As far as tenor Dmitri Pittas is concerned, everyone should want to come to Houston Grand Opera's season opener, La traviata, in no small part to experience opera as they probably have never done before — up close and personal.
"It's a once-in-a-lifetime experience," he promises. "The last row is no more than 100 feet from the lip of the stage."
Thanks to destruction from the floodwaters of Hurricane Harvey, the Wortham Center is down for the count until further notice and the opera moved its production to part of the George R. Brown Convention Center in what is now being refashioned into Resilience Hall.
Pittas, last seen in Houston in The Elixir of Love, is back to sing the Alfredo role, the first time he’s done it in eight years. In Resilience Hall there will be no orchestra pit; the orchestra will be placed behind the stage, bringing the opera singers considerably closer to the audience.
The somewhat bumpy road that HGO encountered in mounting this production seems appropriate given the history of Verdi's now-classic piece. La traviata was a complete failure when it first opened in Venice in 1853. By several accounts, audience members didn’t think the lead singer was suited for the role of the consumptive Violetta and weren’t too fond of some of the other singers’ performances.
We Believe Local Journalism is Critical to the Life of a City
Engaging with our readers is essential to the mission of the Houston Press. Make a financial contribution or sign up for a newsletter, and help us keep telling Houston’s stories with no paywalls.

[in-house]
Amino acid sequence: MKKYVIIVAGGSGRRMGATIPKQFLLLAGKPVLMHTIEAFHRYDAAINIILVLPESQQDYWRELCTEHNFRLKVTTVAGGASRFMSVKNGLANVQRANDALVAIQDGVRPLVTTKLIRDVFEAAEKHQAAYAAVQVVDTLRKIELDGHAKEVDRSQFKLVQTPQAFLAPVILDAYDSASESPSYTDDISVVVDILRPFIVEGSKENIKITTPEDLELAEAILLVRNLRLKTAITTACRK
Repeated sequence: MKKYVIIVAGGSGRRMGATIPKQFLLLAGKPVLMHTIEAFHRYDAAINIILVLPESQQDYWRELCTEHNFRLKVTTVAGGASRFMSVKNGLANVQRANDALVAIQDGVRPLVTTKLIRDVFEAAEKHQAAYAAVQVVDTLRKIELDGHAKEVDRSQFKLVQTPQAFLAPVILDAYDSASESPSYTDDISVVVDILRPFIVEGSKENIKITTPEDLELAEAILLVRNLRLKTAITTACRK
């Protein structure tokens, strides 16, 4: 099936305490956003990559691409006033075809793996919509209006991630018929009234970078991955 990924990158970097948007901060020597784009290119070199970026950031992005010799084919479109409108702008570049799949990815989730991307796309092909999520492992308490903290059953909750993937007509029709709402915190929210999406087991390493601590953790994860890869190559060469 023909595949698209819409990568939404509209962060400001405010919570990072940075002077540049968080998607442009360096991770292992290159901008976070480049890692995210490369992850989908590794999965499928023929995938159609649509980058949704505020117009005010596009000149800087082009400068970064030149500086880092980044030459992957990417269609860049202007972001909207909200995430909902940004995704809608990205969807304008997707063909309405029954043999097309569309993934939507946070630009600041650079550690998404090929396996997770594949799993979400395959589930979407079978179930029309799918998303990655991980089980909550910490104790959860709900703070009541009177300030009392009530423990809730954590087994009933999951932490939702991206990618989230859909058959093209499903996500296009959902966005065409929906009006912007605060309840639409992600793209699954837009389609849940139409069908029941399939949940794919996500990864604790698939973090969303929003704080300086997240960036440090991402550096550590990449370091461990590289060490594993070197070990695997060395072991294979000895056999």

Support Our Journalism
It was revised and taken to other cities, and the fortunes of La traviata (“The Fallen Woman”) did a complete 180, although there were still questions raised about its morality; its central character is, after all, the courtesan Violetta, who falls in love with Alfredo but gives him up when his father demands it. La traviata has it all: love, devotion and bad choices galore. Oh and, as Pittas says, "The music is sublime."
“[Alfredo] is a love-struck romantic who ultimately loses the love of his life because he doesn’t follow his heart,” he says. He does regret what he has done and rushes to her side, but by then it is too late. Russian soprano and former HGO Studio Artist Albina Shagimuratova returns to Houston to sing the Violetta role which represents a reunion of sorts since they sang together in Lucia di Lammermoor in 2011, Pittas says.
"It's not going to be what they're used to, but it is going to be exciting," he adds. "Once they settle in their seats they hear the overture, they hear the first couple minutes of singing, I think their ears will allow them to be transformed in the new space and the new journeys we're taking them on this season."
Performances are scheduled for October 20 through November 11 at 7 p.m. Friday October 20; 7:30 p.m. Saturdays, Wednesday and Friday, November 3; and 2 p.m. Sundays at Resilience Hall, George R. Brown Convention Center, 1001 Avenida De Las Americas. Sung in Italian with English projections. For information, call 713-228-6737 or visit houstongrandopera.org. $18 to $269.50.